•  The chairman of the Elections Committee (7+ / 0-)

    Milo Smith, is my Representative here in Columbus Indiana. We are discussing what to do with that fact. One of our local Democratic activists is a member of his church. We don't think that we can convince him to evolve, but we can certainly let the community know who we are, and the effect the existing and more draconian proposed marriage bans have on us, our families, our friends, and local business.

    Cummins Engine, headquartered in Columbus and supplying global markets with diesel engines, wind power generators, and more, is one of the funders of Freedom Indiana. The company has testified against the ban because it drives away engineering talent from the state, including people whom Cummins spent serious money trying to hire. Ely Lilly, similarly. Meanwhile Gov. Mike Pence claims with a straight face that marriage bans are good for the economy.

    I diaried this issue and the strategies being taken against HJR 3 yesterday in Freedom Indiana vs. Constitutional Marriage Ban. I posted it to Indianapolis Kossacks, and it was republished by Kossacks for Marriage Equality and Community Spotlight.

    This is a bipartisan issue. A fair number of Republicans, though obviously still a fairly small minority of the Party, are with us, enough to prevent passage of the bill through the Judiciary Committee last week.

    Short version: Freedom Indiana is organizing protests and testimony, and is getting thousands of Hoosiers to call their representatives. We will be well positioned to GOTV if this gets on the ballot for Nov. 4. Polling is in our favor, because the proposed ban not only prohibits same sex marriage, but anything substantially equivalent, such as civil unions.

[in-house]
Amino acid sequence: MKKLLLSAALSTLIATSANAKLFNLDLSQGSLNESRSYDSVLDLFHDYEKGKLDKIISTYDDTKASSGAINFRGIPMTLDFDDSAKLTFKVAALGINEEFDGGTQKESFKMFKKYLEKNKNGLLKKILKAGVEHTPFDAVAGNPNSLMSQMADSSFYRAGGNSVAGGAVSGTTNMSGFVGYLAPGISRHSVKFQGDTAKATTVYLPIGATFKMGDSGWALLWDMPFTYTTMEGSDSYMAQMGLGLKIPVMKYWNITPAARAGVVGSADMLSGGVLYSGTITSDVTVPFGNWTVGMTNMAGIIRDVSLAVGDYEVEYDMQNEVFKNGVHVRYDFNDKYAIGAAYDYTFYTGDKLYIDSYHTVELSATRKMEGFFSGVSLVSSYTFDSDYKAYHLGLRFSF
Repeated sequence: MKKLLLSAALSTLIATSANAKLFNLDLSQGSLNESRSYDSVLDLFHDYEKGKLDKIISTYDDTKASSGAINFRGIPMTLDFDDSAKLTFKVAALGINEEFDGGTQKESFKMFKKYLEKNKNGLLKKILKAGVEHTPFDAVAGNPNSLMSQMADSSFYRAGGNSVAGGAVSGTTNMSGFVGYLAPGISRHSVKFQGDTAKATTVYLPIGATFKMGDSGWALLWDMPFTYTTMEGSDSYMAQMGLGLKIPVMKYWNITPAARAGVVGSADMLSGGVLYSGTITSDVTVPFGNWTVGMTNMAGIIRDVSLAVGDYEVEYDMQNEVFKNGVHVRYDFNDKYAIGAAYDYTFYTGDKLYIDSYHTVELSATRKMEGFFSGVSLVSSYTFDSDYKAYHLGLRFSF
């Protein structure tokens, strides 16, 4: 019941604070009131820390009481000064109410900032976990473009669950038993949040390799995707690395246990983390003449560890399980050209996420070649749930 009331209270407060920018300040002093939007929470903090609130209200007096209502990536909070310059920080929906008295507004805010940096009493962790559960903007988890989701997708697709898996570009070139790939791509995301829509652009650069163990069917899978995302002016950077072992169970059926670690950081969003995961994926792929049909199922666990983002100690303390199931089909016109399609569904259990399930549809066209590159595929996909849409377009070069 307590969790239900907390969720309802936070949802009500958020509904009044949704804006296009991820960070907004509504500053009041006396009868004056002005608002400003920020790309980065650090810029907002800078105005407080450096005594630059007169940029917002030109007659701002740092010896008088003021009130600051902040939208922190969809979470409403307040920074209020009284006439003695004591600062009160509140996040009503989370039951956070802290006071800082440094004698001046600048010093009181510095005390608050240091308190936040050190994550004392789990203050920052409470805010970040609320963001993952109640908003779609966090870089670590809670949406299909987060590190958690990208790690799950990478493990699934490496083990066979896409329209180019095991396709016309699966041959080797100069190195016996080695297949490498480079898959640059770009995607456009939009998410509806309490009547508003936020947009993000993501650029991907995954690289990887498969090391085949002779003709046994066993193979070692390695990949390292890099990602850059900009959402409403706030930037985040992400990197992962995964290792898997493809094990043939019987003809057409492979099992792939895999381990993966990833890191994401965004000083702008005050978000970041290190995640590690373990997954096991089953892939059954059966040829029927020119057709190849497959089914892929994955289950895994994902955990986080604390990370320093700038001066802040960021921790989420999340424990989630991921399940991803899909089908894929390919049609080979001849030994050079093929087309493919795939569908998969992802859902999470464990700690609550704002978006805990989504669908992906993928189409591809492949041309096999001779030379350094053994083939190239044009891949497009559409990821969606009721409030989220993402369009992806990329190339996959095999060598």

Ceterem censeo, gerrymandra delenda est

    by Mokurai on Wed Jan 22, 2014 at 08:17:26 AM PST

    •  People might not know the text of the amendment (1+ / 0-)
      Recommended by:

      In NC, polls similarly showed that voters opposed banning both marriage and civil unions, but they were also totally clueless as to what the amendment said (they thought it only banned marriage) so it passed in a low-turnout election. In order to defeat this amendment, a massive campaign will need to educate voters as to this amendment.

      •  The NC case (2+ / 0-)
        Recommended by:
        librarisingnsf, Dragon5616

        Note that in North Carolina it was put on the ballot during the  May 8th primary.  Honestly, there was no reason for Democrats to vote in the primary, only Republicans, so it was a stacked deck from start to finish.  Turnout was, of course, excessively low.

        At least in Indiana they are putting it in the general election.  I dunno if that will matter -- it's a very conservative state.  But it at least will be a fair election.

        Minority rights should never be subject to majority vote.

        by lostboyjim on Wed Jan 22, 2014 at 08:42:47 AM PST

        [ Parent ]

        •  Keep in mind that Richard Mourdock was too much (3+ / 0-)
          Recommended by:
          JGibson, lostboyjim, Dragon5616

          even for fans of Mike Pence. Opponents of Marriage Equality are even worse than Mourdock. Pence himself claiming that marriage bans are good for state economies is a mild example of the lying and bigotry.

          Yes, we have our work cut out for us to make sure that people do know what HJR 3 says, specifically the second sentence, and what politicians and others say about it.

          Only a marriage between one (1) man and one (1) woman shall be valid or recognized as a marriage in Indiana. A legal status identical or substantially similar to that of marriage for unmarried individuals shall not be valid or recognized.